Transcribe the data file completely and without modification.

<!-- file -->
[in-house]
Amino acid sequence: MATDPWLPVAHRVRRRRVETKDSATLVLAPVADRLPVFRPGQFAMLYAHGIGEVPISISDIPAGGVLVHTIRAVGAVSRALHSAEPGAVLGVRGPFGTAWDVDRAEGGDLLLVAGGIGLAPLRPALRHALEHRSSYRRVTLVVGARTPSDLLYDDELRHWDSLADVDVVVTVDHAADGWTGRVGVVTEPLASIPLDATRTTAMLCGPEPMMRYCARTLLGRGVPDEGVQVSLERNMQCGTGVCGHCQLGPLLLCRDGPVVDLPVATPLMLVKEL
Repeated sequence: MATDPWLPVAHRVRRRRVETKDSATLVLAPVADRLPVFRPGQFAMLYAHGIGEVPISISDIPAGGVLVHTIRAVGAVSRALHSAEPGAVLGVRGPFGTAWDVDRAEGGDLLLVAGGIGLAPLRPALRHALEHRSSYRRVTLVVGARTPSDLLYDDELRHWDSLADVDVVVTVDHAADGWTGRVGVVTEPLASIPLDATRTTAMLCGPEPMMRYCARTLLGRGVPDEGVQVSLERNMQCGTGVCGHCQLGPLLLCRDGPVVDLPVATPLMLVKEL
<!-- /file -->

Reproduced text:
[in-house]
Amino acid sequence: MATDPWLPVAHRVRRRRVETKDSATLVLAPVADRLPVFRPGQFAMLYAHGIGEVPISISDIPAGGVLVHTIRAVGAVSRALHSAEPGAVLGVRGPFGTAWDVDRAEGGDLLLVAGGIGLAPLRPALRHALEHRSSYRRVTLVVGARTPSDLLYDDELRHWDSLADVDVVVTVDHAADGWTGRVGVVTEPLASIPLDATRTTAMLCGPEPMMRYCARTLLGRGVPDEGVQVSLERNMQCGTGVCGHCQLGPLLLCRDGPVVDLPVATPLMLVKEL
Repeated sequence: MATDPWLPVAHRVRRRRVETKDSATLVLAPVADRLPVFRPGQFAMLYAHGIGEVPISISDIPAGGVLVHTIRAVGAVSRALHSAEPGAVLGVRGPFGTAWDVDRAEGGDLLLVAGGIGLAPLRPALRHALEHRSSYRRVTLVVGARTPSDLLYDDELRHWDSLADVDVVVTVDHAADGWTGRVGVVTEPLASIPLDATRTTAMLCGPEPMMRYCARTLLGRGVPDEGVQVSLERNMQCGTGVCGHCQLGPLLLCRDGPVVDLPVATPLMLVKEL